Johnson & Johnson said Wednesday it has launched the final stage of a single-shot COVID-19 vaccine trial the company hopes will determine if the vaccine is safe and effective by the end of the year or early next year.
The company said 60,000 volunteers are participating in the trial in the U.S., Argentina, Brazil, Chile, Colombia, Mexico, Peru and South Africa.
A number of other coronavirus vaccines in the U.S. and other countries already are in final-stage testing, including those developed by Moderna Inc. and Pfizer Inc.
Many vaccine specialists question whether the U.S. Food and Drug Administration will cut corners to get final approval from President Donald Trump, who has consistently presented a testing timeline that is shorter than experts say is acceptable to fully test the candidates.
President Trump, who has predicted a vaccine will be available by the November 3 presidential election, pushed again Wednesday for accelerated approval of a vaccine, tweeting the FDA "must move quickly!"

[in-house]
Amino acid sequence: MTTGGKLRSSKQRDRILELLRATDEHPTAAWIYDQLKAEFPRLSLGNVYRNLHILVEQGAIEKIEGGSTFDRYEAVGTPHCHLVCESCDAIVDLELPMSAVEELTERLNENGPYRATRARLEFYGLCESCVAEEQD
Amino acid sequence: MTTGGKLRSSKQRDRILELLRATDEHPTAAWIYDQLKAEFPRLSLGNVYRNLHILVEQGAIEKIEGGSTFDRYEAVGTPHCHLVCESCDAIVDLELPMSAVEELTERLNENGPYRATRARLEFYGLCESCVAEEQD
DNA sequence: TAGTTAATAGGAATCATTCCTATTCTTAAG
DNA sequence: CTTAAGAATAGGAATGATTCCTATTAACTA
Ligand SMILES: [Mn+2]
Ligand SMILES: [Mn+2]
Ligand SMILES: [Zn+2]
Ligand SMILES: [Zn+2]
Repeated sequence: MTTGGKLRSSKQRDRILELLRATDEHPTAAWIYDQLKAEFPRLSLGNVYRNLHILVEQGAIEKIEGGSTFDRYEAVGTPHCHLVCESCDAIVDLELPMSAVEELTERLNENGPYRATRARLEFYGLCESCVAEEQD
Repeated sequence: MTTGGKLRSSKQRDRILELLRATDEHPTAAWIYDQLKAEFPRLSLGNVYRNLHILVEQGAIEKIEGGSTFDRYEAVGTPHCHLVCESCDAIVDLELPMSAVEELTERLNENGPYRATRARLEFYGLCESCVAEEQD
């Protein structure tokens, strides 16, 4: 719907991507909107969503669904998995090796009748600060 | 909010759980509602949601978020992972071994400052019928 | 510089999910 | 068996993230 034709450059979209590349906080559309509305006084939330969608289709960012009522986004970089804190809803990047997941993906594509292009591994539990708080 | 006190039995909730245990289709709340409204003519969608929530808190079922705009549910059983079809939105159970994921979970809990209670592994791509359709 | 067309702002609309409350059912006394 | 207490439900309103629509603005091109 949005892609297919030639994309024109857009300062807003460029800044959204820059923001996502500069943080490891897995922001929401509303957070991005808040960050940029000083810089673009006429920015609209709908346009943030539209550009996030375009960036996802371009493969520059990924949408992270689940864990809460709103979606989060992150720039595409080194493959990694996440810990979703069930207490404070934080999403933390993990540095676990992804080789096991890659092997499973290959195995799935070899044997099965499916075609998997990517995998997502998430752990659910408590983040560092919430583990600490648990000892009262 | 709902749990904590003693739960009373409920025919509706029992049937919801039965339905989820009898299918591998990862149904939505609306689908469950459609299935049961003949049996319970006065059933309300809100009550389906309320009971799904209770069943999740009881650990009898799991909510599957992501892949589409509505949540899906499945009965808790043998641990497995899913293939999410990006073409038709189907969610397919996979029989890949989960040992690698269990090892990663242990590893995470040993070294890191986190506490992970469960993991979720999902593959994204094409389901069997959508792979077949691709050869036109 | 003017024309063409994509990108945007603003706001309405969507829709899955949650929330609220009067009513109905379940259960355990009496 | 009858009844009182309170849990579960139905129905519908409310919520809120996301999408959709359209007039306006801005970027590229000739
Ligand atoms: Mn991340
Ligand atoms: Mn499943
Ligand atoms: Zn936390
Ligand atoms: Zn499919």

U.S. National Institutes of Health Director Dr. Francis Collins told reporters this week, however, that "We want to do everything we can without sacrificing safety or efficacy."
The Washington Post reported Wednesday the FDA, in an effort to promote transparency, will disclose details of a more stringent standard for a vaccine to receive emergency authorization, diminishing the chances of a vaccine approval before election day.
Even if the FDA allowed the emergency use of a vaccine by the end of the year, limited supplies of the vaccine would first be administered to vulnerable groups such as health care workers.
Unlike other experimental coronavirus vaccines in late-stage testing in the U.S., which require two shots, J&J's requires only one. Approval of a single-shot vaccine would simplify distribution of millions of doses compared with leading rivals.